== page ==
Cf. the OED, under BOOTS: "An instrument of torture formerly used in
Scotland to extort confessions from prisoners", a meaning they trace
back to 1513.
On Feb 7, 2007, at 10:28 AM, Hugh Davis wrote:
> I have a question for this learned group. In David Constantine's
> translation of Faust, Part I, Mephistopheles refers to "being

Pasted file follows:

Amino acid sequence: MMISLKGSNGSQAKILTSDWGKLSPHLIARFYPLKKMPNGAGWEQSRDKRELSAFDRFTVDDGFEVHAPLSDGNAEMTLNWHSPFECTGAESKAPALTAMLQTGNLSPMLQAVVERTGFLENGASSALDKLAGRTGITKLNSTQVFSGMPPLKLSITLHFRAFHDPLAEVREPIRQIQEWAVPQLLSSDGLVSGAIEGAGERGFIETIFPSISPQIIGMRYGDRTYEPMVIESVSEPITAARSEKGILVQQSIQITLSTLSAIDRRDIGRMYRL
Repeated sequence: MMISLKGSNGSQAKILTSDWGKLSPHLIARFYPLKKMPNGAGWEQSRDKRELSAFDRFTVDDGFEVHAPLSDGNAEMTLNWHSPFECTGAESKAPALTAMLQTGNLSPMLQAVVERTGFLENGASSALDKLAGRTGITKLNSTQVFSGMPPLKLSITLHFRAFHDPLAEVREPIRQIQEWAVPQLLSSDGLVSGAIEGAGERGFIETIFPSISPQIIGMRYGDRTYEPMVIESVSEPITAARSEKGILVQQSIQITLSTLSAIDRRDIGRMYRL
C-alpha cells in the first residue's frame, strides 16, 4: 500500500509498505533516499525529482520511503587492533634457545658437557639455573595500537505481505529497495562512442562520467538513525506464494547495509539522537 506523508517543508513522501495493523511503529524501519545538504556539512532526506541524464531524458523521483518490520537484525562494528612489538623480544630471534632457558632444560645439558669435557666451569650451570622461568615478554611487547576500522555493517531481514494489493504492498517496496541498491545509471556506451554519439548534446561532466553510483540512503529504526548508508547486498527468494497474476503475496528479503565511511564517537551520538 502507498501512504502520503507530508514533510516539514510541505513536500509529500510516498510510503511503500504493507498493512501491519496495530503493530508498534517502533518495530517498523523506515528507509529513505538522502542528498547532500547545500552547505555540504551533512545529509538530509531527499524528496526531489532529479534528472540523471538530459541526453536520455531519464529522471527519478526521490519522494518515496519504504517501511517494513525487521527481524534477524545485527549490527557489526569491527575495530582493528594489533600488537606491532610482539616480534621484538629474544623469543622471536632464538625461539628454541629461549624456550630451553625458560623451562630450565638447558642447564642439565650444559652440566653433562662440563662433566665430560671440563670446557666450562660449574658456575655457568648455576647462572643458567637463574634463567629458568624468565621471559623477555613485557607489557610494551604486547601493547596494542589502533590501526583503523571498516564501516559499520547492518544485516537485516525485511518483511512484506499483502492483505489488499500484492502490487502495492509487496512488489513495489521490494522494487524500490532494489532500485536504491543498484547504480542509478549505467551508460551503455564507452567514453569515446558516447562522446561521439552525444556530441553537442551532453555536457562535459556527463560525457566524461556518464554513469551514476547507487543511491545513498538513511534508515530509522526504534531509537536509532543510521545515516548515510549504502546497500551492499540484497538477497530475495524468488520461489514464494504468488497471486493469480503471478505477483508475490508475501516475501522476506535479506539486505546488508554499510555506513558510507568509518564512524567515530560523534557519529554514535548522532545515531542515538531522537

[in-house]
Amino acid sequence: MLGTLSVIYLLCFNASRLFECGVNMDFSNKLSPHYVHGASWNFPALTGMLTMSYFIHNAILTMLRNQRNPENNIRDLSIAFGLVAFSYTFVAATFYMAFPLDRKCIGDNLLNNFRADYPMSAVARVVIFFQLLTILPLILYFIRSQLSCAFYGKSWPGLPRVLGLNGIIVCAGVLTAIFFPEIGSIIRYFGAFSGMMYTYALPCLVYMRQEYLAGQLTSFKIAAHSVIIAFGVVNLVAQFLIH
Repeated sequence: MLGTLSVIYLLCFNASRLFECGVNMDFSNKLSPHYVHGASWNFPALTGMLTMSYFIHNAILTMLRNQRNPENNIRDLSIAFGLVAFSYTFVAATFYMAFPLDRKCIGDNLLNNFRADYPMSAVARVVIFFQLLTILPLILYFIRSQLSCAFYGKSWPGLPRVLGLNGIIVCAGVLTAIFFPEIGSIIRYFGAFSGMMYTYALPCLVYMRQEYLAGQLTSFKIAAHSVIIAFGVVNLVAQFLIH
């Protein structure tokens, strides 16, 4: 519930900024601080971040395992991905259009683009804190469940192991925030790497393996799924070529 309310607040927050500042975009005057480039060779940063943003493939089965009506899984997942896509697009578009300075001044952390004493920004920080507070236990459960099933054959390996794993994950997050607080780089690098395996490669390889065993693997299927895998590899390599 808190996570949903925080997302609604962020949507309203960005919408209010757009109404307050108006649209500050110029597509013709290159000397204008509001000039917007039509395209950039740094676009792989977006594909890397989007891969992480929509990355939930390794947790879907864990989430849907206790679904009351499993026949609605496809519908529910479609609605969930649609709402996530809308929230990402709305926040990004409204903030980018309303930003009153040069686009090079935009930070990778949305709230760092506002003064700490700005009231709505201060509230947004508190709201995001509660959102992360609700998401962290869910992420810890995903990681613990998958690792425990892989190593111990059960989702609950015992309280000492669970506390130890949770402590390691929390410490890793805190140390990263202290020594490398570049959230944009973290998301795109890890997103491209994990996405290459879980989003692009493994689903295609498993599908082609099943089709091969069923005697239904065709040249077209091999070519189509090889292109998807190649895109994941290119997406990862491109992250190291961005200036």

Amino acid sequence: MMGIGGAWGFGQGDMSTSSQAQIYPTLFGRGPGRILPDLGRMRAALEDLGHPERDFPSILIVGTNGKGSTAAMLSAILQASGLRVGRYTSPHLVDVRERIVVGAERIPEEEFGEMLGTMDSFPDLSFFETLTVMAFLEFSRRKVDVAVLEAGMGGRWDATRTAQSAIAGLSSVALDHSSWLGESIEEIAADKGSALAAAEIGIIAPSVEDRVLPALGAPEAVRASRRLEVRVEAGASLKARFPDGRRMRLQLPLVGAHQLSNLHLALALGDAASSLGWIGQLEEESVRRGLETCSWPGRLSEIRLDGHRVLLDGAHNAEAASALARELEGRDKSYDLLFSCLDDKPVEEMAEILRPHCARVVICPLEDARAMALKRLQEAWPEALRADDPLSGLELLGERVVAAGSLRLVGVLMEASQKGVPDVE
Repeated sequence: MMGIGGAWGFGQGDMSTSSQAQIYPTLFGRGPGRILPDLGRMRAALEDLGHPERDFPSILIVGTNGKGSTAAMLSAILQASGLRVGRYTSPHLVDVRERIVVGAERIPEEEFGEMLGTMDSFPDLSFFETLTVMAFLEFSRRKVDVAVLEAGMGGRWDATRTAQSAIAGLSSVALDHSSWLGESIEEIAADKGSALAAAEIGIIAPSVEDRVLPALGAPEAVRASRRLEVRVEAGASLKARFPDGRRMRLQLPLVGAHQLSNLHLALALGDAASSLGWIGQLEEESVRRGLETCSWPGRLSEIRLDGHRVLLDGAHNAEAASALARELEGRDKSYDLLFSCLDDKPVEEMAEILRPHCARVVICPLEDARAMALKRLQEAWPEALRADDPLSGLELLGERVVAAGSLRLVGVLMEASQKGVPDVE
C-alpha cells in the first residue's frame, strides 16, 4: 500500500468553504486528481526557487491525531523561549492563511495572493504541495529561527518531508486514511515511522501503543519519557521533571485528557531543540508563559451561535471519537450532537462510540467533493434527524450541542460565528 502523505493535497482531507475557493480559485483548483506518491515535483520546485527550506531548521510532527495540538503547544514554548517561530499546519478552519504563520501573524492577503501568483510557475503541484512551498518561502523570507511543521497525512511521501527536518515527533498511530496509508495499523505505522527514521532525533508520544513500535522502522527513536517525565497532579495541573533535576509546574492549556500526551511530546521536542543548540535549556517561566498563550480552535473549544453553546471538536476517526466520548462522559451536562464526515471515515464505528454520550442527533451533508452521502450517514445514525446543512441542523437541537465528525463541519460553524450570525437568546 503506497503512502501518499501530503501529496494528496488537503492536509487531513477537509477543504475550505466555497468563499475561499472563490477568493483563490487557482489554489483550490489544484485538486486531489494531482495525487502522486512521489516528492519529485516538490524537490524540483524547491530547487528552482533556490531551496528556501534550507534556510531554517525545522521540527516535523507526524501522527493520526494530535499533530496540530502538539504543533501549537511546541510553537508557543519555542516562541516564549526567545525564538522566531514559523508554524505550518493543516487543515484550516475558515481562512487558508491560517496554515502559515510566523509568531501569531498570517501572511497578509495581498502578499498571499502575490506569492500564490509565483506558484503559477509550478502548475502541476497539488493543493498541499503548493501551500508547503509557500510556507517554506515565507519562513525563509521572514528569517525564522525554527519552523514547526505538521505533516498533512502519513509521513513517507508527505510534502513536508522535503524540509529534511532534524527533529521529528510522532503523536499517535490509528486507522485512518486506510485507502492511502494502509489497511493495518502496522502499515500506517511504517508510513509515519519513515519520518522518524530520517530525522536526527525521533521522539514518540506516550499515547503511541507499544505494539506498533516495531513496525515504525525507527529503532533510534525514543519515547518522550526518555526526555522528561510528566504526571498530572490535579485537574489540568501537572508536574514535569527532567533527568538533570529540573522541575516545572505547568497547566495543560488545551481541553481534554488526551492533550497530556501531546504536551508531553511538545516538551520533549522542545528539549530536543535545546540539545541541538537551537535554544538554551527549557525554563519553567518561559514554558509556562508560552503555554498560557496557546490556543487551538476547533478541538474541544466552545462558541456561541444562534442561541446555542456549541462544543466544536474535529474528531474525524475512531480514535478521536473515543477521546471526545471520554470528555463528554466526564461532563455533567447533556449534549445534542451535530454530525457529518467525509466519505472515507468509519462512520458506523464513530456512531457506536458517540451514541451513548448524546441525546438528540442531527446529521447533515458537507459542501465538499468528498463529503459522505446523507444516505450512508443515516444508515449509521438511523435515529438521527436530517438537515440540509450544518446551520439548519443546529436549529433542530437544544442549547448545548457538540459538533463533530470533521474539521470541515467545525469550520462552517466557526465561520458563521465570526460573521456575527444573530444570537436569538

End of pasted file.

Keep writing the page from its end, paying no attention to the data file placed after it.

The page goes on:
> fitted tightly in Scotch boots" (line 1913). The notes suggest
> Scotch or Spanish boots for the line, and that this is an
> instrument of torture. I know of Spanish boots from the
> Inquisition, but does anyone know the origin of the Scottish variety?
> Hugh Davis